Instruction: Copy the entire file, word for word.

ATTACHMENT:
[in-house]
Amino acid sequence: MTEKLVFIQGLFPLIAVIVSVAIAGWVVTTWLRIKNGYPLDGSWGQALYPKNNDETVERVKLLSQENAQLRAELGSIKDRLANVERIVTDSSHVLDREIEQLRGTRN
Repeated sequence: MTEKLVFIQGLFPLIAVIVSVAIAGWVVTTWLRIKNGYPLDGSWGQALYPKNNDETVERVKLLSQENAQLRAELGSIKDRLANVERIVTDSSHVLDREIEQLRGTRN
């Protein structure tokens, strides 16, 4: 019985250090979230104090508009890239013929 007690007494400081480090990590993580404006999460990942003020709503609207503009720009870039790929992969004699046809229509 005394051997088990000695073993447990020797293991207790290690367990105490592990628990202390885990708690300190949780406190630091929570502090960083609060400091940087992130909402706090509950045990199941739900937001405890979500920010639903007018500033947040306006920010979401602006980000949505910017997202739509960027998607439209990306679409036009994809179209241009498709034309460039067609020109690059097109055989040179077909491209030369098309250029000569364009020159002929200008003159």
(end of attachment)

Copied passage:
[in-house]
Amino acid sequence: MTEKLVFIQGLFPLIAVIVSVAIAGWVVTTWLRIKNGYPLDGSWGQALYPKNNDETVERVKLLSQENAQLRAELGSIKDRLANVERIVTDSSHVLDREIEQLRGTRN
Repeated sequence: MTEKLVFIQGLFPLIAVIVSVAIAGWVVTTWLRIKNGYPLDGSWGQALYPKNNDETVERVKLLSQENAQLRAELGSIKDRLANVERIVTDSSHVLDREIEQLRGTRN
């Protein structure tokens, strides 16, 4: 019985250090979230104090508009890239013929 007690007494400081480090990590993580404006999460990942003020709503609207503009720009870039790929992969004699046809229509 005394051997088990000695073993447990020797293991207790290690367990105490592990628990202390885990708690300190949780406190630091929570502090960083609060400091940087992130909402706090509950045990199941739900937001405890979500920010639903007018500033947040306006920010979401602006980000949505910017997202739509960027998607439209990306679409036009994809179209241009498709034309460039067609020109690059097109055989040179077909491209030369098309250029000569364009020159002929200008003159």